Sexy Scions Sell Selves

Sitting in his white minimalist corner office in his company’s 30th floor headquarters on East 57th Street, Eric Villency, the

Sitting in his white minimalist corner office in his company’s 30th floor headquarters on East 57th Street, Eric Villency, the president of Maurice Villency, a home-furnishings business started by his grandfather, looked like a man who had recently had a manicure. Mr. Villency, a former Abercrombie and Fitch model, was wearing a blue-striped dress shirt, gray slacks and shiny black loafers, all Prada.

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Since he joined the company in 1999, Mr. Villency has been working at rebranding it, moving the image of Villency from an expensive but slightly tacky 70’s modernism to a classy, 21st-century luxe minimalism. The plan has meant spiffing up not just the furniture, but himself as well. Leaning back in his chair next to the wafer-thin conference table he designed, Mr. Villency smiled behind his nerd-chic dark-rimmed glasses and said, “I think every single person has a personal brand, and it represents who they are in their professional life. In my case, it’s amplified because of the business I’m in.”

Mr. Villency’s girlfriend, Olivia Chantecaille, knows all too well the pressures he faces. Though it might seem that Ms. Chantecaille’s forte is her regular appearances in the “flash” pages of Gotham and New York magazines, a fact that she wishes were better known is that she is also the creative director of her family’s high-end makeup line, Chantecaille, available at stores like Barneys and Bergdorf’s. She started the company with her mother, Sylvie Chantecaille, the creator of Prescriptives, another line of cosmetics owned by Estée Lauder.

Ms. Chantecaille was with her mother, sipping aromatic tea in a corner booth of the Mercer Hotel. She is pretty, and so slender as to seem fragile-but get Ms. Chantecaille talking about her company and her steely resolve becomes apparent. Like her boyfriend, she considers herself the public face of her family’s company. In her case, the responsibility may be even greater because Chantecaille doesn’t advertise, relying instead on word of mouth.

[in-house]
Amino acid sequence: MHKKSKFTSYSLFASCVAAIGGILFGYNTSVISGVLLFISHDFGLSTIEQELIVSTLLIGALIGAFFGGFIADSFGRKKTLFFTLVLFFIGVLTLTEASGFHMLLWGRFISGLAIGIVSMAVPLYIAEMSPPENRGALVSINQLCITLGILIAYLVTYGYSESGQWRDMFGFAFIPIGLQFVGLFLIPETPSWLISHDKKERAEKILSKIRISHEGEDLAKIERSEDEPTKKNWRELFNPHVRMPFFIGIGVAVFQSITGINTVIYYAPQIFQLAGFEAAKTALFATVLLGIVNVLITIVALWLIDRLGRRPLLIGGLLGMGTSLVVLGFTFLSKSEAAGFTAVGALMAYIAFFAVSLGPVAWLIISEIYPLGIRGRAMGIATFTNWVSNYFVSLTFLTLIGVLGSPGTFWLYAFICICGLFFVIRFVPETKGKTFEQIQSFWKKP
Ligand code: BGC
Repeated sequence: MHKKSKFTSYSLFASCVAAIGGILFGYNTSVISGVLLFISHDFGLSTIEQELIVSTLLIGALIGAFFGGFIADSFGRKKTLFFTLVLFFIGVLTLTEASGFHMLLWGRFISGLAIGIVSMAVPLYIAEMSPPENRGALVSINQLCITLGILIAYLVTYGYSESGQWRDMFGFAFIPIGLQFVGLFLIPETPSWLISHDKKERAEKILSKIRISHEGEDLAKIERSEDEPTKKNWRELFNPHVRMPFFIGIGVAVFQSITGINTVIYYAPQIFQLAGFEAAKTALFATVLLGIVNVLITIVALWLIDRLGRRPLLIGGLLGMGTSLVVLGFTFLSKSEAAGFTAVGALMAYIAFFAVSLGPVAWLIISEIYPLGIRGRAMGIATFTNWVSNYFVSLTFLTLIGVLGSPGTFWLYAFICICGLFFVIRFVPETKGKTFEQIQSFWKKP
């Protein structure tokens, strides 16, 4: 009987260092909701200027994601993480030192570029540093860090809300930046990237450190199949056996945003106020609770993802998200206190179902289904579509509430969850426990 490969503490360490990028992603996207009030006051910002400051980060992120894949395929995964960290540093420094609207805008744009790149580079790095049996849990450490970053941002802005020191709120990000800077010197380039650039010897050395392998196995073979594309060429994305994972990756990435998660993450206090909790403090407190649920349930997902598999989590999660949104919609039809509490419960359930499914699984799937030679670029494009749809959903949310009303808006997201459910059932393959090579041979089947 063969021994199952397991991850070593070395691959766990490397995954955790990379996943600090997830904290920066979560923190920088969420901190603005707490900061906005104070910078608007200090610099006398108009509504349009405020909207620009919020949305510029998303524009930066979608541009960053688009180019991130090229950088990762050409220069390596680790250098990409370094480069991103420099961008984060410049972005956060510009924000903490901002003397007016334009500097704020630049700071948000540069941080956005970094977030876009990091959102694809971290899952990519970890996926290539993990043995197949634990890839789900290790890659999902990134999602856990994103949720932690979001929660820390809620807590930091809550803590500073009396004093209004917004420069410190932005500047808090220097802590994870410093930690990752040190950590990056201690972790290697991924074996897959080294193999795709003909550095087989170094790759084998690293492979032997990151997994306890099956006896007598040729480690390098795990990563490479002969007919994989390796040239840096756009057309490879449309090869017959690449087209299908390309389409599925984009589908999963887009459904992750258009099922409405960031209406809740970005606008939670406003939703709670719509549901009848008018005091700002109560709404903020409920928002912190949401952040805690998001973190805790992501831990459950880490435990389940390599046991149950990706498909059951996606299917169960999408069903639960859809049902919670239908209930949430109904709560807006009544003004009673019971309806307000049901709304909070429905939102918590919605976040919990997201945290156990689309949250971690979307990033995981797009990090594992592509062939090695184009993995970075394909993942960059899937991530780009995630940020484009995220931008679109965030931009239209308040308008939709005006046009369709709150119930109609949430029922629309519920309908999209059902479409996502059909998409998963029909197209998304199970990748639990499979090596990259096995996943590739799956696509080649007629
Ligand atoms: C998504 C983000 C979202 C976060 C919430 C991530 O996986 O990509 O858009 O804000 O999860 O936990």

Ms. Chantecaille knows that she hasn’t made it to the level of the Lauder cosmetics dynasty yet, but she likes to think that she and Estée Lauder’s granddaughter, Aerin Lauder Zinterhoffer, the company’s vice president for advertising and a kingpin of the New York social circuit, could be in the same league: “I think people kind of think of us together, kind of like the makeup sisters.”

Ms. Chantecaille is not the only one who looks up to Ms. Zinterhoffer. Seeing the 33-year-old, placid-faced Mrs. Zinterhoffer gliding between the dinner tables at the Neue Gallerie benefit and posing for Bill Cunningham in an Ungaro gown-all the while becoming an instrumental part of her family’s cosmetics empire-seems to have flipped a switch in her fellow socialites’ heads.

Ms. Zinterhoffer may be the closest thing to the Brooke Astor of her generation. “If Aerin Lauder is on the benefit committee, I’ll be there, even if it’s like $500!” a perky blond socialite-in-training gushed at the recent INF Neuroscience Benefit at BLVD. “That’s how I know it’s legit, if Jane [Lauder] or Aerin are on the invitation.” Like Mrs. Astor, Ms. Zinterhoffer’s name is synonymous with upper-class elegance; she attracts the right kind of guests, those who would go to the New York Public Library spring benefit but could skip Paris Hilton’s birthday party. But the difference between Ms. Zinterhoffer and Mrs. Astor is that the latter didn’t have a product to hawk-and that divide says everything about how New York society has changed.

From Nadja Swarovski, heir to Swarovskicrystals,toElisabeth Kieselstein-Cord, whose father owns the jewelry company of the same name, to Charlotte Ronson, Ann Dexter-Jones’ daughter and a designer who started an accessories business with a line of bejeweled flip-flops, young Manhattanites with social ambitions know that their status will be lifted substantially should they succeed in having their name attached to a product. You can do this two ways: either by becoming a player in the family business, revitalizing it if necessary, or by starting a product line of your own.

To be an “It” Kid now means having, at the very least, a line of purses. (Even Paris Hilton has one.) Ideally, the business and the socialite benefit equally. “It creates such a buzz around the product itself-like this bag line that Nicky Hilton was a part of is this nonexistent bag line, but garners all this attention,” said Lily Rafii, the creator of Felix Ray, a handbag line. (Ms. Rafii said she purposely avoided using her own name in her product, instead naming Felix Ray after a Van Gogh painting. Still, she said, “people come up to us all the time and ask for Felix Ray. Especially at that Super Saturday out in the Hamptons-people would come up and say, ‘Is Felix here?'”) But if your name does not yet have cachet, Ms. Rafii pointed out, putting it on a product can also help you be labeled a socialite.

Never before has the phrase “You are your own salesman” resonated so loudly in New York society.

“When I go out, I represent-hopefully-what I do, in that I’m a person who works and takes my business seriously,” said Ms. Ronson. “I want to have a business that represents myself well. I design for myself what I would wear and what I would want to put out there and a certain brand,” she continued. “I know a lot of my friends have started companies already and are going into their own things. You see, everyone has their own style and product that they want to represent. If you have some kind of passion, you can just go for it rather than work for someone else.”